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The Cap and Bells, or, The Jealousies, Page 19
by John Keats (November-December, 1819).

                   LV.
    "I fetch her!"—"Yes, an't like your Majesty;
    And as she would be frighten'd wide awake
    To travel such a distance through the sky,
    Use of some soft manœuvre you must make,
    For your convenience, and her dear nerves' sake;
    Nice way would be to bring her in a swoon,
    Anon, I'll tell what course were best to take;
    You must way this morning." "Hum! so soon?"
"Sire, you must be in Kent by twelve o'clock at noon."

                   LVI.
    At this great Cæsar started on his feet,
    Lifted his wings, and stood attentive-wise.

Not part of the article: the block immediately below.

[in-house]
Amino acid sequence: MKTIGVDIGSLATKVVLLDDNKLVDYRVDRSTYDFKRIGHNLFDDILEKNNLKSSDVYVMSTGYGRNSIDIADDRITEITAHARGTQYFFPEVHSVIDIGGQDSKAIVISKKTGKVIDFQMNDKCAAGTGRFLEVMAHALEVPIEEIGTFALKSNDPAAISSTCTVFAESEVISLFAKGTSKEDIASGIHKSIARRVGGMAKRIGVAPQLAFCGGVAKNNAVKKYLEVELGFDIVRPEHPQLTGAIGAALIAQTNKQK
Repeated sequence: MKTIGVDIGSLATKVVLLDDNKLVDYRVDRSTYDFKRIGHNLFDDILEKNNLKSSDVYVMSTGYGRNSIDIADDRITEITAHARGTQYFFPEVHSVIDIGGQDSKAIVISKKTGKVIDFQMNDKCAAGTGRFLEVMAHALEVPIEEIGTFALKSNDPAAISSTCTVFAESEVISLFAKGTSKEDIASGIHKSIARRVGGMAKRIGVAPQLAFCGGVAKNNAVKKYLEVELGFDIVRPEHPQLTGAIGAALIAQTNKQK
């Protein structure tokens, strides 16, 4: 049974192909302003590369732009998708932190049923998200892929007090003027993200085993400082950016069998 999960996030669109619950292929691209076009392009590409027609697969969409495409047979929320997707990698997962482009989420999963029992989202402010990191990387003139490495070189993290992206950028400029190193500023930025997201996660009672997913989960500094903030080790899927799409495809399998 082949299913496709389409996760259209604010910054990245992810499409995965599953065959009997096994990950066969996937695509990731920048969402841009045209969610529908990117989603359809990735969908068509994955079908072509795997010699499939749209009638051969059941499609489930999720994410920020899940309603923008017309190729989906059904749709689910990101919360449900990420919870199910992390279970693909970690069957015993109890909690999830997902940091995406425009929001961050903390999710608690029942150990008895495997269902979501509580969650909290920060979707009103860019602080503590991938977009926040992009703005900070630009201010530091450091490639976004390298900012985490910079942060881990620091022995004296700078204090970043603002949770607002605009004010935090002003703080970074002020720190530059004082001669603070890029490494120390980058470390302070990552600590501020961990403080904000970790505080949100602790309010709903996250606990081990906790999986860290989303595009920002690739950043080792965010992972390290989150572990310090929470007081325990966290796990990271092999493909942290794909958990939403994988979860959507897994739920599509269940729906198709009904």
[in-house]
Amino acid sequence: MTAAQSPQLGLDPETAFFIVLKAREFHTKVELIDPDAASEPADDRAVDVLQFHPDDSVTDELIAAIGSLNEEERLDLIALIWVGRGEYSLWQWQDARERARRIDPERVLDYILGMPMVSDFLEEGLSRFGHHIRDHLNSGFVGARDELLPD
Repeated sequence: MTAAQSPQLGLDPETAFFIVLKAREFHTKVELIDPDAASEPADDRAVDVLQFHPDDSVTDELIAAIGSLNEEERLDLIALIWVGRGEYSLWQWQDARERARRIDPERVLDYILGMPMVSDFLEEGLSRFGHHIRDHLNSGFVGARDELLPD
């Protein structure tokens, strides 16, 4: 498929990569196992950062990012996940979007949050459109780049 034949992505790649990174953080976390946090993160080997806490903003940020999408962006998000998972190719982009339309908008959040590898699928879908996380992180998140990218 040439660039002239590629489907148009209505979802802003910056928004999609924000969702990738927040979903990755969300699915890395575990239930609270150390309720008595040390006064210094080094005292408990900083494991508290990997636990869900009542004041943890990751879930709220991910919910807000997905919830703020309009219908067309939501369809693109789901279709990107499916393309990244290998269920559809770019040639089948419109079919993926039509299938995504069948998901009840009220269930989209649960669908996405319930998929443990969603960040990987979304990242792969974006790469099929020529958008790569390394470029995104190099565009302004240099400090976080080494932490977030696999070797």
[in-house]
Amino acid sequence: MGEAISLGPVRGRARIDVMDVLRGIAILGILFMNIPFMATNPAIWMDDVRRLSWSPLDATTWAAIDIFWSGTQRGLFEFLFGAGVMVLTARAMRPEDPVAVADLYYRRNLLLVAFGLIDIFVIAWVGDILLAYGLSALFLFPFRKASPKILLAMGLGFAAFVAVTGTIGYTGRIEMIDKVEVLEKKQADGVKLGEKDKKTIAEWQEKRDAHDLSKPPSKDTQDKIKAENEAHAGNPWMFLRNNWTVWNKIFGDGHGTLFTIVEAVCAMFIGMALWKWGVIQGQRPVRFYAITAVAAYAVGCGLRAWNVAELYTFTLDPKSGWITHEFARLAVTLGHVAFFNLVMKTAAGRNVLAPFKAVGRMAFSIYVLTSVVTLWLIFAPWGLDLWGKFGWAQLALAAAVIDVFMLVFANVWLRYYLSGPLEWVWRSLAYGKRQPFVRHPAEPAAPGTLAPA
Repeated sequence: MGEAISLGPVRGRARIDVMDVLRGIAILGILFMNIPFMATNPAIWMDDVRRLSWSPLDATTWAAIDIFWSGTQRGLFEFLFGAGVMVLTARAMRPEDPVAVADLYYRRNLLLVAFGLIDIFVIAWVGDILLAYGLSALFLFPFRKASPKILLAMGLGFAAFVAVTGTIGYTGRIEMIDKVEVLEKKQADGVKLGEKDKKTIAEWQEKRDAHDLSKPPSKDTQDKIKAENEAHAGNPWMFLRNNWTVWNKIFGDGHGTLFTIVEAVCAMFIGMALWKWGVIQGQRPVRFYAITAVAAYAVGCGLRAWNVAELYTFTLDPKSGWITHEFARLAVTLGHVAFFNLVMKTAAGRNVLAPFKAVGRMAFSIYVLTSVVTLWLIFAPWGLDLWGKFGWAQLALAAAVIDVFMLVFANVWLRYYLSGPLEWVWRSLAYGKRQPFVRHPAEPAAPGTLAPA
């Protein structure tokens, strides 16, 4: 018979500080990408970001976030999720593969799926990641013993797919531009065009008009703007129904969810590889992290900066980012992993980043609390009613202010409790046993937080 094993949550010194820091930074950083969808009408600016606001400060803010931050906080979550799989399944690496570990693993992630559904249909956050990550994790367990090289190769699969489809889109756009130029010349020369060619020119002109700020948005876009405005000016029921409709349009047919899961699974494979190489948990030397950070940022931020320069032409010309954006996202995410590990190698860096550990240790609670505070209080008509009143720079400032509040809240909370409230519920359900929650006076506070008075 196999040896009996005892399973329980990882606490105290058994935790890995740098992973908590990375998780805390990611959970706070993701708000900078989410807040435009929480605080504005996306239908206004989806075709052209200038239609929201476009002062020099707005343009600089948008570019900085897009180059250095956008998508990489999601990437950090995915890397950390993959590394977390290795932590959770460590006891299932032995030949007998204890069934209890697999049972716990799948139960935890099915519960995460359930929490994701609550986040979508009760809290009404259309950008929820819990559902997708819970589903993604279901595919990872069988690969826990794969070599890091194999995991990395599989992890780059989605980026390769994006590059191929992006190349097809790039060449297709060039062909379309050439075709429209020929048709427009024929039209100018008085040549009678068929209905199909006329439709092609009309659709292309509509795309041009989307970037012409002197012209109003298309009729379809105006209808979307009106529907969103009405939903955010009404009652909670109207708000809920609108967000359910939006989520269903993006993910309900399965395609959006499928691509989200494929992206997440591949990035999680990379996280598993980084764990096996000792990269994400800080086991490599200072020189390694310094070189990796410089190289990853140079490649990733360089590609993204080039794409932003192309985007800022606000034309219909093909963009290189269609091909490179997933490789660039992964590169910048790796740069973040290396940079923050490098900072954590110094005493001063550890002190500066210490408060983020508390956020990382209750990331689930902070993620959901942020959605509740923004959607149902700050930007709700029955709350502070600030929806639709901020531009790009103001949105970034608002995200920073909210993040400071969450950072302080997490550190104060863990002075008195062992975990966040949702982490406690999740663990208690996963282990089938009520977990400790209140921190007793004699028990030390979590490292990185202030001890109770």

"Those wings to Canterbury you must beat,
    If you hold Bertha as a worthy prize.
    Look in the Almanack—Moore never lies—
    April the twenty-fourth,—this coming day,
    Now breathing its new bloom upon the skies,
    Will end in St. Mark's Eve;—you must away,
For on that eve alone can you the maid convey."

                   LVII.
    Then the magician solemnly 'gan to frown,
    So that his frost-white eyebrows, beetling low,
    Shaded his deep green eyes, and wrinkles brown
    Plaited upon his furnace-scorched brow:
    Forth from his hood that hung his neck below,
    He lifted a bright casket of pure gold,
    Touch'd a spring-lock, and there in wool or snow,
    Charm'd into ever freezing, lay an old
And legend-leaved book, mysterious to behold.


PAGE 19 OF 29.

• • • • •Dearest Romantic, to read the twentieth page of The Cap and Bells, or, The Jealousies,
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